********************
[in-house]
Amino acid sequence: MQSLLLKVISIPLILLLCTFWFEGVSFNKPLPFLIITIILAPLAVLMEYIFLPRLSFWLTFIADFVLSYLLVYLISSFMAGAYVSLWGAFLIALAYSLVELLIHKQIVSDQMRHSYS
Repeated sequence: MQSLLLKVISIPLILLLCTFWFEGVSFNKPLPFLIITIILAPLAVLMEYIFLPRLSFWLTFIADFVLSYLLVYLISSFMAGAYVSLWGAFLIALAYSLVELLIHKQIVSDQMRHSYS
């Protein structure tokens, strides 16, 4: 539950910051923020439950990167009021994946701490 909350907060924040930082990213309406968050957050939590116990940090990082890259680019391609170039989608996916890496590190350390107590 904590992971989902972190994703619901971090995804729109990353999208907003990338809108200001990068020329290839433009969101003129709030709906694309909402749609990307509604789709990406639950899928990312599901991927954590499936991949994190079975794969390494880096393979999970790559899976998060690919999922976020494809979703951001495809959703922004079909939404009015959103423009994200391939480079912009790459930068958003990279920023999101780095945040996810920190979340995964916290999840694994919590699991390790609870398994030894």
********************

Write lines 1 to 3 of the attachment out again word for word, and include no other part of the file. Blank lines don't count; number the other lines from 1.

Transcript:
[in-house]
Amino acid sequence: MQSLLLKVISIPLILLLCTFWFEGVSFNKPLPFLIITIILAPLAVLMEYIFLPRLSFWLTFIADFVLSYLLVYLISSFMAGAYVSLWGAFLIALAYSLVELLIHKQIVSDQMRHSYS
Repeated sequence: MQSLLLKVISIPLILLLCTFWFEGVSFNKPLPFLIITIILAPLAVLMEYIFLPRLSFWLTFIADFVLSYLLVYLISSFMAGAYVSLWGAFLIALAYSLVELLIHKQIVSDQMRHSYS